3. Great article. I just went through this whole process and DID NOT tell the doctor I was an addict in recovery. I had knee replacement surgery and was in intense pain. I got the proper medication to get me through the initial 6 weeks. With the on going coaching of my sponsor -I told the doctor that I needed to come off the narcotic pain killers. I too was recommended Tramadol. It has done absolutely nothing and I am now fighting the pain. Had I not had a plan going into this operation with my sponsor to let him know what is going on with my meds – I would have been able to continue on the oxy’s and percs and would have been in grave danger.

  4. Wow – I hope you’re not still feeling that kind of pain. I’m not an addict but your story brought back painful memories of my bout with cancer treatments (6 weeks of radiation in my head/neck area) a few years ago. I couldn’t eat (lost 50 pounds) and couldn’t sleep for months. I was seeing a psychiatrist that was giving me meds for anxiety and depression (related to the cancer treatments) and they weren’t helping at all. When he wouldn’t increase the dosage or give me a different medication – he said he was already giving me the strongest meds/dosage he had ever prescribed – I tried finding a different psychiatrist that would try something else, but had no luck with that. I remember worrying about becoming addicted to the Xanax and other meds while I was taking them but my body finally started healing from the radiation and I was able to wean myself off them.

    I agree with the points you make about the medical community seemingly being clueless about addiction and that you shouldn’t be “punished” for telling the truth about being an addict. I have much admiration for what you’ve been through, where you’re at, and what you’re doing to help others, Anna.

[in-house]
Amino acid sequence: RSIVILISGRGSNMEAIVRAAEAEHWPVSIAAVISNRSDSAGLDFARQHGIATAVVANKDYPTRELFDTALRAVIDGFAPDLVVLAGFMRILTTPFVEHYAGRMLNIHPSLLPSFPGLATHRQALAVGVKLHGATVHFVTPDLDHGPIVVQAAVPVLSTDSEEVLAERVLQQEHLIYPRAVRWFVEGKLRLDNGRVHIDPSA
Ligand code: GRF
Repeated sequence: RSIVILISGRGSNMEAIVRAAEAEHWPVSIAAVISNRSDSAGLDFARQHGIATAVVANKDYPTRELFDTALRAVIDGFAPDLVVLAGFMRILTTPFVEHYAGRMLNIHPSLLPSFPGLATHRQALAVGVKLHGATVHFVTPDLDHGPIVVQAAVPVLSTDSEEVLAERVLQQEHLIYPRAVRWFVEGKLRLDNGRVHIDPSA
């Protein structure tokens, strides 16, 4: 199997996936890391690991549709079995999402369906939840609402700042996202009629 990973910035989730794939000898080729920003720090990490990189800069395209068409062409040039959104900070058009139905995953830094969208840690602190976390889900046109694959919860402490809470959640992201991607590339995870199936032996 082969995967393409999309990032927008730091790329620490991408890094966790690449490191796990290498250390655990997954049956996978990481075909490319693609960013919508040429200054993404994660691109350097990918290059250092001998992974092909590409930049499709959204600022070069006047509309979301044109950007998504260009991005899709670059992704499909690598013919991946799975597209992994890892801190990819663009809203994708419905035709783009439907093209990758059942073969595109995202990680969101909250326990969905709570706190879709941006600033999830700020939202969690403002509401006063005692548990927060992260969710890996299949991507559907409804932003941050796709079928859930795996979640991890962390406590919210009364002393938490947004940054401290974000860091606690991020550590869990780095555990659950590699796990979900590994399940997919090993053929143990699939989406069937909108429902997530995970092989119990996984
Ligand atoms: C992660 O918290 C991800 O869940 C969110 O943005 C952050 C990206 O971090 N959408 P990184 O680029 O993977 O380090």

5. Very thoughtful piece. The problem comes when governments, doctors or any one in authority start bureaucratising things that should remain in the realm of common-sense.

  6. Hey Anna My name is james. I’m an alcoholic addict. I also have to deal with a degenerative, genetic disease. I have papers stacked close to a foot high codifying every symptom and I currently deal with; along with things to come. It ain’t pretty. I’m classified as terminal.
    It has taken a turn for the worse over the last couple of months. Who knows, this might be the time they get it right! Hahahaha… Why am I laughing, Just kinda twisted sense of humor, After 18 years in the program clean and sober; and yes I claim every damn day! This has gotten worse and worse.I’ve gone from minor “lumpectomies (non-cancerous) To organ removal and replacemnt.
    I’ve done this with the the aid of pain killers.. I claim my time in the program even though I have been taking pain killers because I stuck with program. I had to work the 12 steps. The I had to learn how to aapply them to my life. Now I live them. Including going to meetings when possible, working with others when asked and answering my phone at all times.
    During this time I’ve run across a whooooooole lot of people who say you are not clean and sober! “Bet me A** Hole!!!”. I have stopped argueing with them and just hand them the big book and ask them to show me where in the book it says I can’t be clean and sober while takeing prescribed medication. The key here is prescribed medication. I won’t tell you I haven’t thought about taking them and just seeing. LOL… But that is a thought; Not an action. Phew…Sobriety safe. I have gone to some serious lengths when I thought I was skating that edge.
    So yeah I think there is a problem out there, but, as long as you stay in the rooms, and stick with the program and work with your sponsor and do all the other things we are supposed to do when working a healthy program their is no problem. With God and AA I have managed to put tpogether 18 years of clean time I am proud of.

  7. Being honest with doctors about a history of substance use (alcohol and marijuana, self-medicating for a mood disorder, which ended with the right prescription medications) was a huge mistake. Plus, since I already take two controlled meds, no one under the sun will prescribe painkillers that do anything – never mind that I can’t take NSAIDs and Tylenol might as well be candy. My NP suggested instead that I look into acupuncture, which is a nice idea, but somehow I doubt that’s the answer for severe menstrual cramps.